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Making It Easier to Do Business in the Pacific
An ADB-supported project is easing business procedures in Pacific island countries following a successful pilot program in the Solomon Islands.
Not long ago, registering a new company in Solomon Islands was a torturous bureaucratic process that often took months. Aloysio Ma’ahanao, an accountant who has helped his clients register new companies, remembers those times well.
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“Under the old Companies Act, it took from 2 weeks to 2 or 3 months, and under the new act the longest it takes me is 2 days. The registration itself takes about 5 minutes.”
The quick business registration that Aloysio’s clients now enjoy is a result of the reforms made through the Pacific Private Sector Development Initiative. Solomon Islands is one of the 14 Pacific countries benefiting from the regional technical assistance project.
Improving the business climate
The initiative is making it easier to do business in the Pacific by reducing barriers to starting and operating a business. It is supported by grants from ADB ($6.1 million) and the governments of Australia ($41.7 million) and New Zealand ($4.5 million).
The project has helped simplify and modernize business laws.
The initiative addressed the poor business climate in many of the countries in the Pacific. Natural impediments, including small market size, remoteness, and susceptibility to natural disasters, have constrained business activities.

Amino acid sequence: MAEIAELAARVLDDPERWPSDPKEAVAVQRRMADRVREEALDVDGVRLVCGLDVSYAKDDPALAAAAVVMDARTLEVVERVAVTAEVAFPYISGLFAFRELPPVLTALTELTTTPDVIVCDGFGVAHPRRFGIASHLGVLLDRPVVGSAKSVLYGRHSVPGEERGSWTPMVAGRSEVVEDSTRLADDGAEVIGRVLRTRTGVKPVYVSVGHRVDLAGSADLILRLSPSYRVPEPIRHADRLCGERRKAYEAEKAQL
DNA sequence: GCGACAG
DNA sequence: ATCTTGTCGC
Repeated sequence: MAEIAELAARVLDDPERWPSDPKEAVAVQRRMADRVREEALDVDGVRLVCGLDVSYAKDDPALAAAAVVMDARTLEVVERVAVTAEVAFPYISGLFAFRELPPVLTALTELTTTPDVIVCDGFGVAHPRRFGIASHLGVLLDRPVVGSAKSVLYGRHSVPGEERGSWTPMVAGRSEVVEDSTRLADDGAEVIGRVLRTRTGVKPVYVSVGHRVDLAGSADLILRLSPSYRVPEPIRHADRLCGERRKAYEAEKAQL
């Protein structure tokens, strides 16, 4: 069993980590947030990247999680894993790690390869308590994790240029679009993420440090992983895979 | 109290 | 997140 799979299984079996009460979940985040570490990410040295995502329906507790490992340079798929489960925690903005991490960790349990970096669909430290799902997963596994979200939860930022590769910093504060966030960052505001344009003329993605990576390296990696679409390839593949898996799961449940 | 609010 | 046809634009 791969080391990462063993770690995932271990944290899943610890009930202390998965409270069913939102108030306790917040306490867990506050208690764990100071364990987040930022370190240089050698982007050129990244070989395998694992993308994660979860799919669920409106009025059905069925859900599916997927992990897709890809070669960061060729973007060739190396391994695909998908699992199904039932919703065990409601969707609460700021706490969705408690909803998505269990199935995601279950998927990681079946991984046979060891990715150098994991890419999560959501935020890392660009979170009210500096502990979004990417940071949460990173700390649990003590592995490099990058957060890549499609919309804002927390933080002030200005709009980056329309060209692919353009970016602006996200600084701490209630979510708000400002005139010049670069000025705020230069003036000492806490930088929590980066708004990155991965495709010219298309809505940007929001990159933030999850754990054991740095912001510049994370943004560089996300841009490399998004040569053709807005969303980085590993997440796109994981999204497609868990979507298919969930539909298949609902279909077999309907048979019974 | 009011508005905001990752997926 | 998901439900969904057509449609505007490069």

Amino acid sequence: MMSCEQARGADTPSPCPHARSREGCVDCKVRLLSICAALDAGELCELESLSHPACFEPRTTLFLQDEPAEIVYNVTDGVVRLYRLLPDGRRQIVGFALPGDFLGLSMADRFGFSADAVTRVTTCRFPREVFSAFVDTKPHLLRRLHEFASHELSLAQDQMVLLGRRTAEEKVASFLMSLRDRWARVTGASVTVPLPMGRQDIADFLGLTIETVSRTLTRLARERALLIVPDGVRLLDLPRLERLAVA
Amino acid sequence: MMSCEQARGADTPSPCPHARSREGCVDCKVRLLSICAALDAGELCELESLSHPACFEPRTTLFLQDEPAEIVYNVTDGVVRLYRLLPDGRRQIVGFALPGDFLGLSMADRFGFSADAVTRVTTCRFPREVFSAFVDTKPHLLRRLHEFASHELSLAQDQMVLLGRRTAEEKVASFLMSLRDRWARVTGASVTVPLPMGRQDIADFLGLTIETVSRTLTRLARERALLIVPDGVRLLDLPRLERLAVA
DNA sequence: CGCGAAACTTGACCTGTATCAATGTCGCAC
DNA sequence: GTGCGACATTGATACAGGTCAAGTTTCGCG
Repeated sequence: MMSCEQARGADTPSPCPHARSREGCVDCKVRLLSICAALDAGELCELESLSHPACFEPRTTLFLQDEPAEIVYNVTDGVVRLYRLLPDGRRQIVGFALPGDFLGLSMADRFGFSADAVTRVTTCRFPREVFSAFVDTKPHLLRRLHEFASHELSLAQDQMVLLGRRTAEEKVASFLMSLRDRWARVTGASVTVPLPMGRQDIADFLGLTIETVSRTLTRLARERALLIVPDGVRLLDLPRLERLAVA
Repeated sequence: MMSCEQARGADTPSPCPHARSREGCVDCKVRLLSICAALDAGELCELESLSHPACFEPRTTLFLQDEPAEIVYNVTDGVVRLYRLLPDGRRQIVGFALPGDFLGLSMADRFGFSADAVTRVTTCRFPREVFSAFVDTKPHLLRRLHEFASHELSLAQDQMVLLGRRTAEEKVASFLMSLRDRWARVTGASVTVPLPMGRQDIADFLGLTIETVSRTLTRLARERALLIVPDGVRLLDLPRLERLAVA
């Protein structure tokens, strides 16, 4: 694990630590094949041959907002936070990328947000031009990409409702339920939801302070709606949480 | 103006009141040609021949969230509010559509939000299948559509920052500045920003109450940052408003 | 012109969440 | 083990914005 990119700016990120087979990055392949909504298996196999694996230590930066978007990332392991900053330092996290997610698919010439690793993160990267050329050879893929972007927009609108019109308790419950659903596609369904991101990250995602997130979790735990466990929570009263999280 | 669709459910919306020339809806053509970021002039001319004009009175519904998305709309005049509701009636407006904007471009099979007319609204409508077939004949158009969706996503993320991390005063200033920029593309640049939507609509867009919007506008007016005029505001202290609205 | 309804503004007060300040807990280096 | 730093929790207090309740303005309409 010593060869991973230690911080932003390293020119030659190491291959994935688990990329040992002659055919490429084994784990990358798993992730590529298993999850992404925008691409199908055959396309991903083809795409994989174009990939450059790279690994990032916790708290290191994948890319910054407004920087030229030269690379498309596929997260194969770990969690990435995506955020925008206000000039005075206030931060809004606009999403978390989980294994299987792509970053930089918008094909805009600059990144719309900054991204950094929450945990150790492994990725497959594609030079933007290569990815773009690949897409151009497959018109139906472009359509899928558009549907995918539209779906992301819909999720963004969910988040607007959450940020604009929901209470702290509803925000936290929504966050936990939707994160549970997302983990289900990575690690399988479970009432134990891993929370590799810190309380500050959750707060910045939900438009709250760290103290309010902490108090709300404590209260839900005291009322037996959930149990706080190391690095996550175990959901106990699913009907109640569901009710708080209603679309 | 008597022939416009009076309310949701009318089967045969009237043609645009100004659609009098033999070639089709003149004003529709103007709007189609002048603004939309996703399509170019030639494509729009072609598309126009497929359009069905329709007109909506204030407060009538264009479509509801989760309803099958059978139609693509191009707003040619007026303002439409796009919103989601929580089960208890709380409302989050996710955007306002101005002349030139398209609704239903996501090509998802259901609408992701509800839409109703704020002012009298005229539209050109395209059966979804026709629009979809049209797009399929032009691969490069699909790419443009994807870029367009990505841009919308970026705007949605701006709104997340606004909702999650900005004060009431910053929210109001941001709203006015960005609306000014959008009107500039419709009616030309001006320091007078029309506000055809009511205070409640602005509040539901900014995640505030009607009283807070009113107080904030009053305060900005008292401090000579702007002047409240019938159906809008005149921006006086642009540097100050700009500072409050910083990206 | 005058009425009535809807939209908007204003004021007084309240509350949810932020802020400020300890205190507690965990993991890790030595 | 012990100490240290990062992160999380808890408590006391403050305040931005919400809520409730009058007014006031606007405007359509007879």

Throughout the Pacific, business operators have faced high start-up costs and expensive and time-consuming processes and regulations, as well as laws that restrict investments - particularly foreign investments.
The Pacific Private Sector Development Initiative introduced reforms that reduced the time required to start a new company, and increased opportunities for people to access credit to operate a business. Outdated laws and regulations that hindered business were amended. Through the initiative, the governments of Pacific island countries have eliminated the need for lawyers when incorporating a new company and removed cumbersome identification requirements.
Strong government commitment
Reforms are underway throughout the Pacific and Solomon Islands has been a leader in improving its business climate. Undertaking much-needed reforms requires strong government commitment. Despite understandable concerns about loss of revenue, the government abolished the fee to reserve a company name and the obligation to create a company seal. This has significantly reduced the cost of incorporation.
“These reforms have helped the business community because companies are spending less time on bureaucracy and more time on their core business.”
- Hayden Everett, a senior country specialist at ADB
The country’s company registry is now fully online, with fast company name searches, simple forms, and automated checking of completed documents. An improved registry has reduced the time it takes to approve a loan from 28 days to 1 day.
“These reforms have helped the business community because companies are spending less time on bureaucracy and more time on their core business,” says Hayden Everett, a senior country specialist at ADB. “Women entrepreneurs who run informal businesses and want to enter the formal business sector have also benefited.”
Since the company law reforms took effect in 2010, the number of business owners in Solomon Islands has grown significantly. In the 5 years before the reforms, from 2005 to 2009, there were on average 124 new companies formed per year. Since 2010, the average has more than doubled.
Before the reforms, it cost $336 to incorporate a business. It now costs $175.
Business incorporation time has been reduced to less than 2 days from 45 days before the system was streamlined.
With more companies operating in the country’s formal sector, new job opportunities have been created.
This article is an excerpt from a longer piece originally published in Together We Deliver, a publication highlighting successful ADB projects across Asia and the Pacific that demonstrated development impacts, best practice, and innovation.